Joanne O'Riordan: Sport must treat fans in wheelchairs better

Disabled fans find themselves left outside in the cold, with few people willing to help

Fans use the separate entrance for wheelchair users at German club FSV Mainz’s stadium. Photograph: Getty Images

Fans use the separate entrance for wheelchair users at German club FSV Mainz’s stadium. Photograph: Getty Images

 

I will always remember my first few games at Camp Nou in Barcelona. The first was against Celtic in a Champions League group match in 2013. It was a total fluke that we got the ticket, my brother disguising us as Celtic fans and using some contacts in Celtic’s Irish Fan Group. I’m sure they sussed eventually why I was there, it was to see the boys in Blaugrana score six goals against Celtic.

Ironically it was my first time seeing Liverpool defender and pretty much best defender Virgil van Dijk and to be honest, he didn’t look that great . . . but that could have been down to the fact I was incredibly high up in Gol Nord, and after every goal, jubilant fans would leap up, and I wouldn’t see a thing. I can’t blame the fans, it was the fact the wheelchair section isn’t high enough to see over standing fans, and some fans even began describing every move they would stand for.

It was one of those situations where I was grateful to be there, and the atmosphere and warmness of the fans kept me chirpy, but after paying €90 to miss all seven goals that were scored that night. My brother and father kept the spirits up, despite they too missing half the action. At one stage, my father went old school and sat me on his head to get my panorama photo of the stadium.

Flash forward six months, and I go back on my 18th birthday to see Barcelona play Athletic Bilbao. This time things were crazier as the “wheelchair” ticket was quite literally only for my chair to go in. I had to park up and go down some steps for my actual seat. Thankfully, I’m not a big unit, so I took out my wheelchair’s seat cushion and sat in between my parents with all the fans immersed in the atmosphere. Two Athletic Bilbao fans sat in the empty seats we weren’t allowed to occupy and minded my wheelchair for me. My wheelchair and the Athletic fans had a great time.

Blushes

Weirdly, that was one of my favourite games, but the fact I could physically move from my wheelchair spared everyone’s blushes and prevented my parents’ blood pressure reaching deadly levels. Sure, these are all humorous stories and ones that we can reflect on and have a good laugh at but, to be honest, sometimes I feel if we didn’t laugh, we would probably cry.

As we all know, the women’s football All-Ireland semi-finals had a history-making day in GAA HQ. For fans that are also wheelchair users, it gave me flashbacks to my second day in Camp Nou. As comfy as it sounds, the wheelchair users and their carers were allowed into GAA corporate boxes, but as more and more turned up, it wasn’t a feasible solution.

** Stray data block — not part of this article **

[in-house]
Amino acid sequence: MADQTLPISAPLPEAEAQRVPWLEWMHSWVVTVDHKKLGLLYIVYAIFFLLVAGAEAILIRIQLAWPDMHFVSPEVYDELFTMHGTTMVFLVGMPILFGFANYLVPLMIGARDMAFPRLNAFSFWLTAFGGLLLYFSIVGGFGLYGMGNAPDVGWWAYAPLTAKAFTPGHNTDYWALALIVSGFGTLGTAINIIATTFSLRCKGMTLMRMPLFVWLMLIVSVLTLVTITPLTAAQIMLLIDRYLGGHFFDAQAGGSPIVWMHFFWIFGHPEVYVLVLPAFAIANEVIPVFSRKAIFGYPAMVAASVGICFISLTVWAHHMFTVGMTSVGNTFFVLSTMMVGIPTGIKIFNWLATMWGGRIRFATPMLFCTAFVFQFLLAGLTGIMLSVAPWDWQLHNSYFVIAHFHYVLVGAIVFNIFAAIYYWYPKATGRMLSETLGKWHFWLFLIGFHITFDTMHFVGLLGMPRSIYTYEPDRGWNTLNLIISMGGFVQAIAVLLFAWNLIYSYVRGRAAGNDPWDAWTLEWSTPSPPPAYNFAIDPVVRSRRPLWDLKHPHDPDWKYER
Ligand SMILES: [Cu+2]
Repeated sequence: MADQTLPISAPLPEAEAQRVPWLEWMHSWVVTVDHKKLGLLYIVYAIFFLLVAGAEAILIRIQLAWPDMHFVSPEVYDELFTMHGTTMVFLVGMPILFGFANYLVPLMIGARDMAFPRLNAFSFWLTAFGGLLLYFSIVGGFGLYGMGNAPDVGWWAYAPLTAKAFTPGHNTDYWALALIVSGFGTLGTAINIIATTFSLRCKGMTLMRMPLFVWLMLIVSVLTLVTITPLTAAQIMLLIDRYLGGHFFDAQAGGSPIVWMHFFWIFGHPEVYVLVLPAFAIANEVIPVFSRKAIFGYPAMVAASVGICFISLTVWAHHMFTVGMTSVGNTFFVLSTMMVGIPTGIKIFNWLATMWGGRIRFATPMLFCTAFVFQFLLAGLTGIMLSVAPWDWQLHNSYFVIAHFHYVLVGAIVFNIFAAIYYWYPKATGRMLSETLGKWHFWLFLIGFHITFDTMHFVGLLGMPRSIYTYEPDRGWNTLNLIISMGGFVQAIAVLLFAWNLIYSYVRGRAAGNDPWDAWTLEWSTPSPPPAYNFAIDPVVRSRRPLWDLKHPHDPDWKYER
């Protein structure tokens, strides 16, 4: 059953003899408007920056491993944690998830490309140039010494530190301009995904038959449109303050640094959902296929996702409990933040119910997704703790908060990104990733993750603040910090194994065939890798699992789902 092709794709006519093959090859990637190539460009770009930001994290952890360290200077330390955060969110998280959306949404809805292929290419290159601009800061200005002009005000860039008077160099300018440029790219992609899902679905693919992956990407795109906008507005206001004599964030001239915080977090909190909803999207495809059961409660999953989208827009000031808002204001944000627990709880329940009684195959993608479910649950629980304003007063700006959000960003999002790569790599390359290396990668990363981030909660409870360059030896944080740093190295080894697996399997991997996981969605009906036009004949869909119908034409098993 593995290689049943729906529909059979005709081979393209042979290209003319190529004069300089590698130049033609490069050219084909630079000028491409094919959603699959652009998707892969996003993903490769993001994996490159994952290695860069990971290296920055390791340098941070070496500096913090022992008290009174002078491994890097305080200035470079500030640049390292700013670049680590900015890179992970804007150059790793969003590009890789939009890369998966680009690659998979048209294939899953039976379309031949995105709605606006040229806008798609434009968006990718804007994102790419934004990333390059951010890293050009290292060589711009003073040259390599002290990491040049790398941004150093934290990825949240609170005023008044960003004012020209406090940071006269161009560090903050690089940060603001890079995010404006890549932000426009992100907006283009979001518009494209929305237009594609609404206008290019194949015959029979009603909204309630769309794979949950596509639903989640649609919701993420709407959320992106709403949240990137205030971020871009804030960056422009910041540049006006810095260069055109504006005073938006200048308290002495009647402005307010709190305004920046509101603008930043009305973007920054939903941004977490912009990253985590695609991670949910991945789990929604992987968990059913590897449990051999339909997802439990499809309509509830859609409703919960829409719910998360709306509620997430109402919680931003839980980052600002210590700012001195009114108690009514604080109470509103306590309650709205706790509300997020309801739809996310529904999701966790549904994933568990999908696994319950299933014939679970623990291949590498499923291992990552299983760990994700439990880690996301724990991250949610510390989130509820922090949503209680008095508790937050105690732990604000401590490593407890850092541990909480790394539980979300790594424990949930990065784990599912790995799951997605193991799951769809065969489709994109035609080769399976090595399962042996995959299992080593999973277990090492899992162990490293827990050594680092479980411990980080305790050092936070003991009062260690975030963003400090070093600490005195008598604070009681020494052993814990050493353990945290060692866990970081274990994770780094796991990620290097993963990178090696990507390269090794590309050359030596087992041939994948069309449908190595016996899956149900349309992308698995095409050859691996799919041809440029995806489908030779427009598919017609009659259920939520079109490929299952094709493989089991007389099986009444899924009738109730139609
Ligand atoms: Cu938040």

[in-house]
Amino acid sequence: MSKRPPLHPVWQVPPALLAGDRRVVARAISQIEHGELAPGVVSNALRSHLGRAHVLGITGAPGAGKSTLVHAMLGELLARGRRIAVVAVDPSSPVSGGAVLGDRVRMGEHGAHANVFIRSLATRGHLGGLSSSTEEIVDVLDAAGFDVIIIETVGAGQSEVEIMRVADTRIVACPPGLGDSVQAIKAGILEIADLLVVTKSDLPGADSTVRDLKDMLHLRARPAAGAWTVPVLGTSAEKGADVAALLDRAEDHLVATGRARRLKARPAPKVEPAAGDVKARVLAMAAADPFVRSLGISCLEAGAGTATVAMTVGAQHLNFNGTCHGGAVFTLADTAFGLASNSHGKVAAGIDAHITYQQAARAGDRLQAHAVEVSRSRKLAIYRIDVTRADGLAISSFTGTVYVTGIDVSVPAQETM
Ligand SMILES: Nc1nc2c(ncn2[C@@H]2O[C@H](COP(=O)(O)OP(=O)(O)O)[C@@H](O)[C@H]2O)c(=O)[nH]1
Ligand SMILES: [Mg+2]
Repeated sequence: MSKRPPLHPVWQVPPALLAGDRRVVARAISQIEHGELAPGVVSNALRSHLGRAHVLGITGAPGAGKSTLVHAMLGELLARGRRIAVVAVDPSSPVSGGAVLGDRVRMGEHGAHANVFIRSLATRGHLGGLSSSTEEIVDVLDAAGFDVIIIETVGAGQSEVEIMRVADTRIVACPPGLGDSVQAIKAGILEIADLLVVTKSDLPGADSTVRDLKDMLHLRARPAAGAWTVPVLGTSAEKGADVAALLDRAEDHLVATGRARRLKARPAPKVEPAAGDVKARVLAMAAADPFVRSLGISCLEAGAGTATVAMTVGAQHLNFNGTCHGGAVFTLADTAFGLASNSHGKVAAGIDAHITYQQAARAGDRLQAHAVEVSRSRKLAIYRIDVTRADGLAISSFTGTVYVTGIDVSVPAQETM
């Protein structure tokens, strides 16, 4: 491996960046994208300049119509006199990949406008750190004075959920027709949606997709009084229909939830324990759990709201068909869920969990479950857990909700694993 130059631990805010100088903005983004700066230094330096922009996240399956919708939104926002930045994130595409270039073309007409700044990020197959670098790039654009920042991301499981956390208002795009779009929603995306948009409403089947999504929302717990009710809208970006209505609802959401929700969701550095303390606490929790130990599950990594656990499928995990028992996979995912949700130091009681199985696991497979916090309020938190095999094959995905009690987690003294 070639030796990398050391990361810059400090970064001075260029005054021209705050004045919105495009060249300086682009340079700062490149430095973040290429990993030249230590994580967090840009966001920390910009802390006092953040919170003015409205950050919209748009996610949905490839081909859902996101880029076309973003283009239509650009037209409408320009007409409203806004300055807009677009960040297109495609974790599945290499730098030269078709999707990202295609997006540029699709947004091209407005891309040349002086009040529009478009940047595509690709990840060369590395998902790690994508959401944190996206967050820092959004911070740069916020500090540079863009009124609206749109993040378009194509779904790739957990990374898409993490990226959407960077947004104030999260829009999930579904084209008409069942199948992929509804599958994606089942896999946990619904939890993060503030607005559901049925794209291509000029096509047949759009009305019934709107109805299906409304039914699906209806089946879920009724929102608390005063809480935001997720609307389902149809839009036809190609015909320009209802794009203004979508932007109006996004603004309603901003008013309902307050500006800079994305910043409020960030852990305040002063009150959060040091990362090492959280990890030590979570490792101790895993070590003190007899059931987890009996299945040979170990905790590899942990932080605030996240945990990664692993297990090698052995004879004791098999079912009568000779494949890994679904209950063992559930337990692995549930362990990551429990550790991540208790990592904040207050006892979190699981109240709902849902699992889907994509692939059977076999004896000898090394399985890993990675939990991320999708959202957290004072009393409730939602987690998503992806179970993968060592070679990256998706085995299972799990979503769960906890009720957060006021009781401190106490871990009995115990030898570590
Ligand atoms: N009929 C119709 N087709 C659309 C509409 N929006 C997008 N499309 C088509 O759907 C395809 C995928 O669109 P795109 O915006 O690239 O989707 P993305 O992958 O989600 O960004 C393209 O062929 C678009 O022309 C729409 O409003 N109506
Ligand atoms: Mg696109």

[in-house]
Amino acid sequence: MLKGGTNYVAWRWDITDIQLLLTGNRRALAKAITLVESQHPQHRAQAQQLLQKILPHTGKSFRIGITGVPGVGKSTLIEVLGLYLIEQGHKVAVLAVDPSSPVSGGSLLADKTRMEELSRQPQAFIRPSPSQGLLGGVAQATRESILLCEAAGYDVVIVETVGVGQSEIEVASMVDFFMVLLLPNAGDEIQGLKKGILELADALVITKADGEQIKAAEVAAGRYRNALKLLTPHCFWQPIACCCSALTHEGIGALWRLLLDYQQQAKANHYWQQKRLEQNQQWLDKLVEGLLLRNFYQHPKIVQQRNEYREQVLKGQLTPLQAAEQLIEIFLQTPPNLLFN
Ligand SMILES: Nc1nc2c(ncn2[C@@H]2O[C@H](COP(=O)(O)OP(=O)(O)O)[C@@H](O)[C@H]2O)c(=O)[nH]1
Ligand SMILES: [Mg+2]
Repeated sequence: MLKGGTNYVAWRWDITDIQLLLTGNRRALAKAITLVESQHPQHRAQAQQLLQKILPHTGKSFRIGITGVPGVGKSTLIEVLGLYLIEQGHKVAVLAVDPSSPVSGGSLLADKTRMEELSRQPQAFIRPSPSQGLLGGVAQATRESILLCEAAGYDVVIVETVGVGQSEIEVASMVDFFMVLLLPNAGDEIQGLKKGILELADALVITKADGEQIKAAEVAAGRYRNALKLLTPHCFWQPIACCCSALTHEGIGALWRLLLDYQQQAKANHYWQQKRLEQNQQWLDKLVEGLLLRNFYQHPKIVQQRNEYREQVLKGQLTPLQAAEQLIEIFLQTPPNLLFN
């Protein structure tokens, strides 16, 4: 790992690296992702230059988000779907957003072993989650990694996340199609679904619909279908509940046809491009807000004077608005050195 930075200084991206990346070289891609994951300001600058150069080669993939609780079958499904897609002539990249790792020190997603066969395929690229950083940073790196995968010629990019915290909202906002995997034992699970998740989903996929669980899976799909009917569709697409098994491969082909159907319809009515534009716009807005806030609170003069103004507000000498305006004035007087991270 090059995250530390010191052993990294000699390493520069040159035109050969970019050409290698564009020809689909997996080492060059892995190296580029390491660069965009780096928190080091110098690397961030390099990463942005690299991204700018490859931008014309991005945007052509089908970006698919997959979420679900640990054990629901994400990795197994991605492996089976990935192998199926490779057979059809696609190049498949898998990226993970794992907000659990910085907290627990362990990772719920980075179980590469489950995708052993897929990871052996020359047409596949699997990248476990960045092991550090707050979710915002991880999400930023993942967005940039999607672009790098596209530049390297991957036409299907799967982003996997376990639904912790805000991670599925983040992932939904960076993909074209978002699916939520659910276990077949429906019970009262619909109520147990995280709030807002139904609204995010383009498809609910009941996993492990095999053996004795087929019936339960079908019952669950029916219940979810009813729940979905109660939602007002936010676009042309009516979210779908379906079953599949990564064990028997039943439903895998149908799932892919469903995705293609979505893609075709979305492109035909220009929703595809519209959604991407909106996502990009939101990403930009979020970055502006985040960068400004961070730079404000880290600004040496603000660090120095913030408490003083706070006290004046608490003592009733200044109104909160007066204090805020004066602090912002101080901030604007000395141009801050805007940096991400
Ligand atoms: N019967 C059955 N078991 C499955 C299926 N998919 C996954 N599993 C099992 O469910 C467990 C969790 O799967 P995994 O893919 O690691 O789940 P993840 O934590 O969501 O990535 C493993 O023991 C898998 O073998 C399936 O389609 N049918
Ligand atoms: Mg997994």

I get why this was done: the Cusack Stand wasn’t open, it would’ve been incredibly weird to put fans with a disability into an empty stand, that’s a given. A corporate box is nice and luxurious, and they are there to make relationships on and off the field, but the only relationship that developed was one of frustration and annoyance.

Stewards and everyone in LGFA and Croke Park were incredibly helpful. I did my party trick of taking my seat out of my wheelchair to put into a usual seat, but you could see other fans were just behind glass trying to see or resorted to watching on TV. While for agile people like me it was a seamless transition, for others it is simply not good enough.

Communication

This isn’t a GAA problem either. The Premier League has reported that only 14 out of 20 clubs are at the recommended standard, with the likes of Crystal Palace, Chelsea and Everton lagging behind, despite TV rights generating £8.4 billion (€9.2 billion) in revenue and recommendations for the league’s clubs to use this money to develop wheelchair bays.

While clubs are facing non-stop legal threats, disabled fans find themselves left outside in the cold, with few people actually willing to help. Those that do help simply can’t do enough but they are few and far in between. West Ham are the only Premier League club to have a fully equipped wheelchair toilet. And, of course, we had Rangers fans tearing down the only roofed disabled shelter in Scotland.

At the end of the day, fans will still go. Some of our standards are so low, sometimes even the tiniest thing can get us excited like being able to see the game, pop to the loo or not get soaked on rainy days. Communication, not cost, are essential, along with interpretation of everyone’s needs.

Disability charities, architects, facility designers and sporting organisations need to come together and become pro-active. It’s time for real change and action, rather than the sideline criticism.

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